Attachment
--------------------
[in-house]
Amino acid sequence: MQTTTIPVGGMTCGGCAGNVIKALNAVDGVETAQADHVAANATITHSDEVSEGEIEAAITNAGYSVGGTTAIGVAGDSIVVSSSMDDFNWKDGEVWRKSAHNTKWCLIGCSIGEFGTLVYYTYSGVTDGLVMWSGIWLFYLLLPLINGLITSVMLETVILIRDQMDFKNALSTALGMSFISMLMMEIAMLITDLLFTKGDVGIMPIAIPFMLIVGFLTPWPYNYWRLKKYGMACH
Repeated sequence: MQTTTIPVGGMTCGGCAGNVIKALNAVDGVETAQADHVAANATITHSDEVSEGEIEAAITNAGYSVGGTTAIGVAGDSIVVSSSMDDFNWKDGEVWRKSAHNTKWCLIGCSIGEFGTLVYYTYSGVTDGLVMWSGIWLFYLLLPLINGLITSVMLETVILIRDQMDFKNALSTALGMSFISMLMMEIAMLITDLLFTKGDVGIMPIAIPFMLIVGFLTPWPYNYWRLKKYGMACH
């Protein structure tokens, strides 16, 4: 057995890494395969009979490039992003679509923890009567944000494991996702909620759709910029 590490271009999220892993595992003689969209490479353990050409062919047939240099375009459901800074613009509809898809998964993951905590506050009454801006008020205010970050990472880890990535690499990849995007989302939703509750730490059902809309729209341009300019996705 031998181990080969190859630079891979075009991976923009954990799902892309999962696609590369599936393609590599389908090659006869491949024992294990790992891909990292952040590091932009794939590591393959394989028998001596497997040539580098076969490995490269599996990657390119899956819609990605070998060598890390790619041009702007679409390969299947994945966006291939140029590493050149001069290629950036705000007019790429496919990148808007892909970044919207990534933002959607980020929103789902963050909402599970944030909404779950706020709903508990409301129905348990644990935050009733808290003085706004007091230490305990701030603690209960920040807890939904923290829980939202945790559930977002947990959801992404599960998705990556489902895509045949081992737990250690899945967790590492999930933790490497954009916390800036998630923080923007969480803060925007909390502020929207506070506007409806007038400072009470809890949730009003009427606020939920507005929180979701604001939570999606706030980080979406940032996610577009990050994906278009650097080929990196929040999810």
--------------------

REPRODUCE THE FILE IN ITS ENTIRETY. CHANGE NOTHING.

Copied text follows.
[in-house]
Amino acid sequence: MQTTTIPVGGMTCGGCAGNVIKALNAVDGVETAQADHVAANATITHSDEVSEGEIEAAITNAGYSVGGTTAIGVAGDSIVVSSSMDDFNWKDGEVWRKSAHNTKWCLIGCSIGEFGTLVYYTYSGVTDGLVMWSGIWLFYLLLPLINGLITSVMLETVILIRDQMDFKNALSTALGMSFISMLMMEIAMLITDLLFTKGDVGIMPIAIPFMLIVGFLTPWPYNYWRLKKYGMACH
Repeated sequence: MQTTTIPVGGMTCGGCAGNVIKALNAVDGVETAQADHVAANATITHSDEVSEGEIEAAITNAGYSVGGTTAIGVAGDSIVVSSSMDDFNWKDGEVWRKSAHNTKWCLIGCSIGEFGTLVYYTYSGVTDGLVMWSGIWLFYLLLPLINGLITSVMLETVILIRDQMDFKNALSTALGMSFISMLMMEIAMLITDLLFTKGDVGIMPIAIPFMLIVGFLTPWPYNYWRLKKYGMACH
């Protein structure tokens, strides 16, 4: 057995890494395969009979490039992003679509923890009567944000494991996702909620759709910029 590490271009999220892993595992003689969209490479353990050409062919047939240099375009459901800074613009509809898809998964993951905590506050009454801006008020205010970050990472880890990535690499990849995007989302939703509750730490059902809309729209341009300019996705 031998181990080969190859630079891979075009991976923009954990799902892309999962696609590369599936393609590599389908090659006869491949024992294990790992891909990292952040590091932009794939590591393959394989028998001596497997040539580098076969490995490269599996990657390119899956819609990605070998060598890390790619041009702007679409390969299947994945966006291939140029590493050149001069290629950036705000007019790429496919990148808007892909970044919207990534933002959607980020929103789902963050909402599970944030909404779950706020709903508990409301129905348990644990935050009733808290003085706004007091230490305990701030603690209960920040807890939904923290829980939202945790559930977002947990959801992404599960998705990556489902895509045949081992737990250690899945967790590492999930933790490497954009916390800036998630923080923007969480803060925007909390502020929207506070506007409806007038400072009470809890949730009003009427606020939920507005929180979701604001939570999606706030980080979406940032996610577009990050994906278009650097080929990196929040999810």